City and Islington and Westminster Kingsway Colleges have announced that they plan to “merge” from August next year.
But while the move is likely to lead to services such as human resources, marketing, finance and IT being shared, governors from both colleges confirmed that the separate identities of the two colleges will be maintained — including their individual names and brands.
A spokesperson for both colleges said that that governors from City and Islington and Westminster Kingsway met on December 9 “to consider options with respect to closer collaboration” and agreed that “merger would best serve the interests of students, staff, and employers”.
Andy Wilson, principal of Westminster Kingsway College (pictured above), was asked by FE Week why they were not going down the more traditional merger route of combining brands.
He said: “It could be seen in some ways as a federation, but there is only going to be one corporation, because that’s a lot more efficient way to operate.
“The problem with a federation is that you are trying to service more than one corporation which takes a lot of effort.
“So we’ll have a single corporation but it will be like a group of colleges.
“We’re expecting to get a single allocation. And then at the corporation level we will divide that up between the two colleges. It’s early days.”
Alastair Da Costa, chair of governors at City and Islington College, said: “I am delighted that the two boards have agreed to merge.
“It is a really positive and bold move which will enable us to meet the needs of Londoners and those students who travel from other parts of the South East, to benefit from the specialist training and education that both colleges deliver.”
City and Islington College was rated as ‘outstanding’ across-the-board by Ofsted in 2008 and Westminster Kingsway received a ‘good’ overall rating in 2011.
Mr Wilson said: “Essentially the reason for creating a bigger college is so we can save some money on central services and move those resources into continuing to provide excellent teaching and learning and develop new income streams that we’re going to require in the future.”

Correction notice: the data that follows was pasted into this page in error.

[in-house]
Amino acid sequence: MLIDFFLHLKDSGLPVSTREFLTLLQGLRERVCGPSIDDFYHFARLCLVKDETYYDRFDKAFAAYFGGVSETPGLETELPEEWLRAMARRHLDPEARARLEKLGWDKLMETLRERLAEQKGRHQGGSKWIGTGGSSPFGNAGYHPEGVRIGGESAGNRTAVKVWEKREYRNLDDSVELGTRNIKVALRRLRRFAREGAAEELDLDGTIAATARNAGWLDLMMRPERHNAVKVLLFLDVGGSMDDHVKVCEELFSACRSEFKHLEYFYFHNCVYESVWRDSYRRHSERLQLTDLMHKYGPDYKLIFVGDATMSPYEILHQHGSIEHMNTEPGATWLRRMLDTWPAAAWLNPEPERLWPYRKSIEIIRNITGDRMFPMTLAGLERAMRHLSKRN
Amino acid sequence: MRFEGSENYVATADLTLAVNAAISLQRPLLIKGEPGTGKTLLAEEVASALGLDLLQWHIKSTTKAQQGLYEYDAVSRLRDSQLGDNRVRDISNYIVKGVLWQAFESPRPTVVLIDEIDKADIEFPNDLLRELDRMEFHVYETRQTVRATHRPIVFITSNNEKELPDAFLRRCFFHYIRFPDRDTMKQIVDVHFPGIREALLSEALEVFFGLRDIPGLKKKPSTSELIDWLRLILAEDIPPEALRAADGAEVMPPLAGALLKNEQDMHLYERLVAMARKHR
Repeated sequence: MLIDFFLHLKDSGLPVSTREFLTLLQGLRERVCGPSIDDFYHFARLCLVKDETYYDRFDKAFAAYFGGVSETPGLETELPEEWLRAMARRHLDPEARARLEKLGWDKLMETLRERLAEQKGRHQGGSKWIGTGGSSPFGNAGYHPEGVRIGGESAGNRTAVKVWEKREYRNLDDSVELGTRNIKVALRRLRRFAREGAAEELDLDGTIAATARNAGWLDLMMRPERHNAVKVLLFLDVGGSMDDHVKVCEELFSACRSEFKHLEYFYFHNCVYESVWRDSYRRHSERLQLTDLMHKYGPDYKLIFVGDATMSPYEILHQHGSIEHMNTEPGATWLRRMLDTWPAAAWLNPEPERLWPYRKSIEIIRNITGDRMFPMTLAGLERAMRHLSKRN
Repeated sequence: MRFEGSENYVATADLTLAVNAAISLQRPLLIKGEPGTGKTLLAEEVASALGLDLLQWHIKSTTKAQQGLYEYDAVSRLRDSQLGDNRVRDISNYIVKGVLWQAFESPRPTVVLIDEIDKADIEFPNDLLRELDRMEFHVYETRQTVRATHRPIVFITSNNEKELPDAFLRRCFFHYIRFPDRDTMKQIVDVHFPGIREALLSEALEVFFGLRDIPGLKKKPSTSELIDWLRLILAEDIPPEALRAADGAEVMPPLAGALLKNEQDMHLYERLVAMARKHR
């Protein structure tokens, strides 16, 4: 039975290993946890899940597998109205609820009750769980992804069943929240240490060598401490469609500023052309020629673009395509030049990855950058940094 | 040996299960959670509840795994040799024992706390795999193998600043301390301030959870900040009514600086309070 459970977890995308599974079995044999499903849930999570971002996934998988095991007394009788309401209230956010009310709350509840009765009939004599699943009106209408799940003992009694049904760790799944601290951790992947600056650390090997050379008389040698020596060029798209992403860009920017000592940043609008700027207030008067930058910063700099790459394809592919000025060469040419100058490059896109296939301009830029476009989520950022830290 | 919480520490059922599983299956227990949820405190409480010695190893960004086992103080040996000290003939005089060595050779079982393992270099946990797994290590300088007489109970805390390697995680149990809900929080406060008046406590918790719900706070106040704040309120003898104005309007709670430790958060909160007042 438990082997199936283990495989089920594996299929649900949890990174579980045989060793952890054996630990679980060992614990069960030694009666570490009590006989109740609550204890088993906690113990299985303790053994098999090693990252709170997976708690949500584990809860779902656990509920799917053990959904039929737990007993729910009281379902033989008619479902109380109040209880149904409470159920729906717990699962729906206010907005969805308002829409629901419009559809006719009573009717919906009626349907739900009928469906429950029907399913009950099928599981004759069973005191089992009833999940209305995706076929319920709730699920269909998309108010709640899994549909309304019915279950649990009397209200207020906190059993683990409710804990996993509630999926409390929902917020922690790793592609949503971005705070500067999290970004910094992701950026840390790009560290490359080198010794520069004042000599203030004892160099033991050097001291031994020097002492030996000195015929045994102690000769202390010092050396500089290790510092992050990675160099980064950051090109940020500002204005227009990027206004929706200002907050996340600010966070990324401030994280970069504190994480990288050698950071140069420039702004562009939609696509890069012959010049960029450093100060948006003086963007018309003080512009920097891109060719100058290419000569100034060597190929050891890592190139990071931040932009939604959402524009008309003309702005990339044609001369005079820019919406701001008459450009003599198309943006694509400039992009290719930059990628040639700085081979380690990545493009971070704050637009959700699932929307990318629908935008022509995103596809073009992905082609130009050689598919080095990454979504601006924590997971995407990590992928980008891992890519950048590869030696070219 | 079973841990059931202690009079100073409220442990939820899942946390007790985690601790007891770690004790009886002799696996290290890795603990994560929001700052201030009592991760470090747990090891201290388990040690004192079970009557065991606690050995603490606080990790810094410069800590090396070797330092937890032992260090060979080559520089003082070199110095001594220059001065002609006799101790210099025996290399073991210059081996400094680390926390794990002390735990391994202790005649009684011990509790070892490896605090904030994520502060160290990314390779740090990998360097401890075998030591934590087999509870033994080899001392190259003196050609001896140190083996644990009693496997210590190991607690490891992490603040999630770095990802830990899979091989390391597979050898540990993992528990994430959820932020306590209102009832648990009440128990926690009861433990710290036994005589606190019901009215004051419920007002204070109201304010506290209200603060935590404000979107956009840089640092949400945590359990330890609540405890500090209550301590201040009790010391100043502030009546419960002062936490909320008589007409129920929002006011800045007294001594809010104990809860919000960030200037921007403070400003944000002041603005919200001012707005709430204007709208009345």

He added that he expects services such as human resources, marketing, finance and IT to be shared once the merger has taken place, but staff numbers should remain unaffected.
The spokesperson for both colleges, however, said that “staff will benefit from a collaborative approach to curriculum development, quality and continuing professional development”.
Both colleges also said that there are currently no plans to sell any of the buildings of either college.
A shadow board, consisting of governors from both colleges, will be launched in January.
It will look into appointing a chair of the new corporation and other senior management roles in early 2016.
Mr Wilson said: “There will only be one chief executive of the new college, so the shadow board will select one of us.
“The selection will take place at the end of January or the beginning of February we hope, but we’ll stay in our current positions until the merger takes place at the end of July.”
Sir Frank McLoughlin, principal of City and Islington College (pictured right), said: “This is a governor led process. The shadow board of the new college will have its first meeting in early January and appoint a selection committee which will then appoint the chair of the new college.
“That chair will then join the selection panel to appoint the chief executive officer (CEO) and senior staff before the new college is formed at the start of August.
“Announcements will be made into the New Year on the appointment of the new chair and chief executive.”
Based on current figures, the two colleges expect to enrol 26,500 students next academic year, and receive a combined total income of £84m.
The move comes ahead of the colleges’ involvement in the London post-16 education and training area review.
The capital was one of six regions that it was announced by the Government on December 3 would be involved in the second wave of area reviews, encompassing 34 general FE colleges and 15 sixth form colleges.
Just like the seven reviews of the first wave, in which 83 colleges are being reviewed, no school sixth forms were listed.